• He travelled to Kashmir and brought with him various skilled craftsmen from Persia, who introduced new techniques and designs to local artisans.
  • The innovative approaches to calligraphy, wood carving, carpet weaving, metalworks, etc. are inspired by Persia.
  • During the Mughal era, J&K was a significant hub for manufacturing shawls. Mughals were great patrons of art and craft. 

Also read: UPSC Exam Preparation-Gist of Yojana April 2019 Issue: Handicrafts and Textiles of India

Present Status of Handicraft Industry in Jammu and Kashmir

  • The handicraft and handloom industry in Jammu and Kashmir is significantly impacted by globalization.
  • It has reached a global audience.
  • The government is taking several initiatives to support artisans.
  • There is also increasing use of technology in the sector. Many artisans use online platforms to sell their products and reach a wider audience.
  • The government introduced the “Wool Processing, Handloom, and Handicraft Policy 2020” for the holistic development of the sector.
    • It aims to implement a multi-faceted approach for the promotion of craft, availability of raw materials, training, infrastructure development, and marketing.
    • It also launches several innovative programmes to assist artisans.
  • The Geographical Indication (G.I.) Act was introduced for the purpose of preventing cheap machine-made-fakes from genuine handicraft products. It helps in verifying the authenticity of the products.
    • Some of the new additions in the registered G.I. products from J&K are Kashmir Sozni, Kani Shawl, Kashmir Walnut Wood Carvings, etc.

Srinagar: UNESCO Creative City

  • Srinagar has been included in UNESCO’s creative city network for art and crafts.
  • Its inclusion has provided it with the opportunity to promote its handicraft on a worldwide scale.
  • The Department of Handicraft has also started Crafts Safari to augment and strengthen the handicraft ecosystem.
  • The growing interest in sustainable and eco-friendly products has led to a renewed appreciation for handmade goods globally.

For details, read here: PIB Summary & Analysis for 8th November 2021

E-Commerce Platforms

  • It is argued that the rise of e-commerce platforms has tremendously impacted the handicraft industry.
  • They help artisans and weavers to showcase their creations to a larger audience.
  • It has raised its consumer base and increased its revenue.
  • Some of the popular examples of e-commerce platforms are Amazon Handmade, Etsy, Handicraft Mall, etc.

Startups for Handicraft Industry

  • There is a rise of successful startup ventures in J&K that have created a brand for products originating from Kashmir. For instance,
    • Kashmir Box: It began operation almost a decade ago and is a well-known brand for purchasing products originating from Kashmir.
    • Kashmir Origin: It is an e-commerce platform that began in 2019. It is an online boutique for authentic handicrafts and works directly with artisans.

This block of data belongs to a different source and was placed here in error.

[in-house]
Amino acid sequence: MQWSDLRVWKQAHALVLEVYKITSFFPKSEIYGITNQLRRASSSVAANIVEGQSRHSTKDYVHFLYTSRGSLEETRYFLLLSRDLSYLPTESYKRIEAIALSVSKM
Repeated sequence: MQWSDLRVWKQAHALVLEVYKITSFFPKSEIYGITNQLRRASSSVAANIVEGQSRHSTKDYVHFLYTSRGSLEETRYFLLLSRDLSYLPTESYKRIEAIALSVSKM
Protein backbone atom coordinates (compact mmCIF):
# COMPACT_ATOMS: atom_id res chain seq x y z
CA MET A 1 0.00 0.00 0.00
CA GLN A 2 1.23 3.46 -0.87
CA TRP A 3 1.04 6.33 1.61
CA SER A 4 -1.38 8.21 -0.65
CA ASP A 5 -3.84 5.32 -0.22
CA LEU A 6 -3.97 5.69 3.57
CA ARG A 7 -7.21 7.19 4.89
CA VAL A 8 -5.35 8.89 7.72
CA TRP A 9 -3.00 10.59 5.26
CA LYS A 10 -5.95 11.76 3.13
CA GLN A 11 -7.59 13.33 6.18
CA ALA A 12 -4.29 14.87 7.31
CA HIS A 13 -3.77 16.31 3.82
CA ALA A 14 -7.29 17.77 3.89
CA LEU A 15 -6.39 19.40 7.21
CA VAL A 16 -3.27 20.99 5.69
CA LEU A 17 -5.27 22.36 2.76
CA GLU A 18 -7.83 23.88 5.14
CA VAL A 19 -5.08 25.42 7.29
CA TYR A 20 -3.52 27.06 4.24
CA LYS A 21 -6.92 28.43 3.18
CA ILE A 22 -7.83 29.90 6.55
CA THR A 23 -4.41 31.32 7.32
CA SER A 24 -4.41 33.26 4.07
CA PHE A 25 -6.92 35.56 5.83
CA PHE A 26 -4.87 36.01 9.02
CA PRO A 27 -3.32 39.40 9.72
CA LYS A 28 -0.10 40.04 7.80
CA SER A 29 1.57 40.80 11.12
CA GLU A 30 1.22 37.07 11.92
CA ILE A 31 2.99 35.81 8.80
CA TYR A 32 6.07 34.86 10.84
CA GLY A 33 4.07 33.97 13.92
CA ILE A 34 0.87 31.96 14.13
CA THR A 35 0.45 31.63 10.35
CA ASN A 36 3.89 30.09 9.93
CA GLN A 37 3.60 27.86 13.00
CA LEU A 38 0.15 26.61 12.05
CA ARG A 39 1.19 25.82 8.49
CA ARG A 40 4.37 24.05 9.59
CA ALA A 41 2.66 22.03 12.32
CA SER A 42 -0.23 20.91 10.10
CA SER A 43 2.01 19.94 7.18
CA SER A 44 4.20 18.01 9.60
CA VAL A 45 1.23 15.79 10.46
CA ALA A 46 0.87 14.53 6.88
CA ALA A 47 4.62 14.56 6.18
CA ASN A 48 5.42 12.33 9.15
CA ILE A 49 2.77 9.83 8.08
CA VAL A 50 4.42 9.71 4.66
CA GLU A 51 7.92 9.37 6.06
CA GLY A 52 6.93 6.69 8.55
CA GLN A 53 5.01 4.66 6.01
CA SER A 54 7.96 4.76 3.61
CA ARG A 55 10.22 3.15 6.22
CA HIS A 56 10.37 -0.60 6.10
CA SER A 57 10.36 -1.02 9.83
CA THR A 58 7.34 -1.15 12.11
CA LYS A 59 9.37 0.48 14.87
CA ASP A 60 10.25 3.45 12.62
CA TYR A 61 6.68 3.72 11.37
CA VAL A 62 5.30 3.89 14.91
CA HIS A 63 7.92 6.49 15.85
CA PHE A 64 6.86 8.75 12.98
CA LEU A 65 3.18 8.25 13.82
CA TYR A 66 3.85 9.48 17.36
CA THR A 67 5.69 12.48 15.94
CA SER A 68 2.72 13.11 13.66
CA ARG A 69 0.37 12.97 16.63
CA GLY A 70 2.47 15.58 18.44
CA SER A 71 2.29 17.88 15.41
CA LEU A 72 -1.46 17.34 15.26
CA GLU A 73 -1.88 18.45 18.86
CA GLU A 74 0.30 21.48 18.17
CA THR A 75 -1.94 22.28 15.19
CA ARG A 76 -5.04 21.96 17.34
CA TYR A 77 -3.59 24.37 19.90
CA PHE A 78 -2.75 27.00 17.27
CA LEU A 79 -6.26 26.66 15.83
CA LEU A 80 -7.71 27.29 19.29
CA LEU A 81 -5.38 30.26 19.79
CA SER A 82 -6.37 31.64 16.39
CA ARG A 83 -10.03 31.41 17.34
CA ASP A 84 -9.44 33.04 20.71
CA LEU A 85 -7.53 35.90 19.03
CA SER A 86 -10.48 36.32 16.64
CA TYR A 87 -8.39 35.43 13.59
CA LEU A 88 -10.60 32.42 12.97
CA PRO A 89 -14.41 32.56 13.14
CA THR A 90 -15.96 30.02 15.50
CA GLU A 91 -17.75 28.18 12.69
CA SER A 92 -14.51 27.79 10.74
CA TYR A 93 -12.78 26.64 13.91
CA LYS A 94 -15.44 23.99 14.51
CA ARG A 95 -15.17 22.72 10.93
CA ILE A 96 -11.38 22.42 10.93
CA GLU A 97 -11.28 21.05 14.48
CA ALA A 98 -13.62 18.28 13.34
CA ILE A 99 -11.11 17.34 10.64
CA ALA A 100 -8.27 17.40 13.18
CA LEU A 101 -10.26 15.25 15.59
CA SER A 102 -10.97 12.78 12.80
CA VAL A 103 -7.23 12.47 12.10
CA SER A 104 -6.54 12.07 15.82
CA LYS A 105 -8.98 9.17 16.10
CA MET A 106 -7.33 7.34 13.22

• These startups have not only created employment opportunities but have also helped in reviving some of the dying crafts.


Though the handicraft sector in Jammu and Kashmir faced several challenges, government initiatives, technology, and startups have significantly helped in reviving the rich cultural heritage of the region.

Chapter 5: Rural Crafts for Livelihood


  • Rigveda, Ramayana, Mahabharata, Greek historians, etc have mentioned the spinning, weaving, and high-quality cotton and silk in India.
  • These materials were traded and exported to different countries in ancient times also.
  • It was stated in a paper by Exim Bank (2019) that arts and crafts are a constituent of India’s creative economy.
  • Craft means an occupation, trade, or activity requiring manual dexterity or artistic skills. They are not only pleasing to the eye but also have utility.

Also read: List of Geographical Indications

Importance of Crafts

  • It is the backbone of the rural economy and provides employment to many people. It is estimated that there are approximately 200 million artisans in India.
  • Once promoted adequately, they can fetch foreign exchange earnings.
  • It can give a competitive global advantage.
  • It preserves India’s rich culture and tradition.


  • The handicraft industry is usually an unorganized sector in India’s economy.
  • Artisans are unable to gauge market dynamics. They have little knowledge to optimize social media outreach.
  • There is low penetration of technology in rural areas.
  • Inaccessibility of funds and poor institutional framework are other serious issues.
  • Despite superior skills, wages are not in accordance with income growth in other sectors.
  • According to the Fourth All India Handloom Census 2019-20, 66.3% of the weaver household earns less than Rs 5000 per month.

Interventions to Boost Handicraft Industry

  • The Office of Development Commissioner (Handicrafts), Ministry of Textiles implements schemes like National Handicraft Development Programme and Comprehensive Handicrafts Cluster Development Scheme.
  • Artisans are mobilized under Ambedkar Hastshilp Vikas Yojana to provide direct benefits, technology and infrastructure support, marketing support, etc.
  • ‘Shilp Guru’ awards and National Awards are given by the Ministry of Textiles to give recognition to legendary craftsmen for their excellence.
  • TRIFED is a national apex body under the Ministry of Tribal Affairs. Its main aim is retail marketing development of tribal handicrafts and handloom products.